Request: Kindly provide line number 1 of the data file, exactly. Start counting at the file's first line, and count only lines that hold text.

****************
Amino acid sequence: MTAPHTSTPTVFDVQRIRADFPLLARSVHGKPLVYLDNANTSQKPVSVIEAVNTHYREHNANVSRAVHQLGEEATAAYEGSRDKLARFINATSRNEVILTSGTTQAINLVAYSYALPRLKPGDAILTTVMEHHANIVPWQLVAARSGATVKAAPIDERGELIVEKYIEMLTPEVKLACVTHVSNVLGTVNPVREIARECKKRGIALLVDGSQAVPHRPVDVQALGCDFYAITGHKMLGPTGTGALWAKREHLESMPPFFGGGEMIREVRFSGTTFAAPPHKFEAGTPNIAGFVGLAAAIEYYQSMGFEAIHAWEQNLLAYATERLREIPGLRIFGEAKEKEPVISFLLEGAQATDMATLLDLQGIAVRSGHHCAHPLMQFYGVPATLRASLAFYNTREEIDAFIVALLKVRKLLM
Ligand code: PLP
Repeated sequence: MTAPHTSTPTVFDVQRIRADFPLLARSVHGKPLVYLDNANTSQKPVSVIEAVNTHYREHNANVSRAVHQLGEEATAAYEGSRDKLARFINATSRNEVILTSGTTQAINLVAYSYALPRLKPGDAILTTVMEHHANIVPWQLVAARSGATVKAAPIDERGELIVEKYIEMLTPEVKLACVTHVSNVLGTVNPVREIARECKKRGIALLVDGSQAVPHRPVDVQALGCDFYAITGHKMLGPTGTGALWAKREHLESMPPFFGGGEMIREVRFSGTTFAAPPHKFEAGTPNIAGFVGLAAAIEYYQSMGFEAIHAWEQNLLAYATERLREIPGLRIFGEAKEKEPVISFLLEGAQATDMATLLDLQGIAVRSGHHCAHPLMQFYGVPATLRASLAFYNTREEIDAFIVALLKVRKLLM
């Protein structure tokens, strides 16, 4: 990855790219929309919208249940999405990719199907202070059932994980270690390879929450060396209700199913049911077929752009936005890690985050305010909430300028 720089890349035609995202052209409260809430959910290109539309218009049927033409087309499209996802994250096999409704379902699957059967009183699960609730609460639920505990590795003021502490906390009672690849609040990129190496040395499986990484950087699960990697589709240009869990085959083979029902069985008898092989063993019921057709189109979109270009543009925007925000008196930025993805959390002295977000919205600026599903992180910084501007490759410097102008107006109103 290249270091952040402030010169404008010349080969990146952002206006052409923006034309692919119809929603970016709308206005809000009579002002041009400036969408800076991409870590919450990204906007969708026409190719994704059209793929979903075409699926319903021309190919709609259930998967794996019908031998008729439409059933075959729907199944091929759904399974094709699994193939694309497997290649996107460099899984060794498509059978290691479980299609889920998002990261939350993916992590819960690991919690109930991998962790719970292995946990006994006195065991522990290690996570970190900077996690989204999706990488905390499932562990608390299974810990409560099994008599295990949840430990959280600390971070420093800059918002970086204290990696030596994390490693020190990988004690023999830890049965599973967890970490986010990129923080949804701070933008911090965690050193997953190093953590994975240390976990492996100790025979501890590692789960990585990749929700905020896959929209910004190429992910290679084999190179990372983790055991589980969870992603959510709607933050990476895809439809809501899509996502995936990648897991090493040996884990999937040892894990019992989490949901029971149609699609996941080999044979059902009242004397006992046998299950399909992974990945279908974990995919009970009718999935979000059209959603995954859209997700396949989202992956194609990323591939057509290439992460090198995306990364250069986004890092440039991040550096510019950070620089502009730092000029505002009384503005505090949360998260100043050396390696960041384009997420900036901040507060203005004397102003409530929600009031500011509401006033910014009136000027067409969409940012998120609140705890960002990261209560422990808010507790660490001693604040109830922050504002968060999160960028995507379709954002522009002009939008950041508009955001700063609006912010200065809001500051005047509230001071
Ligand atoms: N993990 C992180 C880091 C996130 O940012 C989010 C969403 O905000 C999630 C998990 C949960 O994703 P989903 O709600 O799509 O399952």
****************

Amino acid sequence: MTAPHTSTPTVFDVQRIRADFPLLARSVHGKPLVYLDNANTSQKPVSVIEAVNTHYREHNANVSRAVHQLGEEATAAYEGSRDKLARFINATSRNEVILTSGTTQAINLVAYSYALPRLKPGDAILTTVMEHHANIVPWQLVAARSGATVKAAPIDERGELIVEKYIEMLTPEVKLACVTHVSNVLGTVNPVREIARECKKRGIALLVDGSQAVPHRPVDVQALGCDFYAITGHKMLGPTGTGALWAKREHLESMPPFFGGGEMIREVRFSGTTFAAPPHKFEAGTPNIAGFVGLAAAIEYYQSMGFEAIHAWEQNLLAYATERLREIPGLRIFGEAKEKEPVISFLLEGAQATDMATLLDLQGIAVRSGHHCAHPLMQFYGVPATLRASLAFYNTREEIDAFIVALLKVRKLLM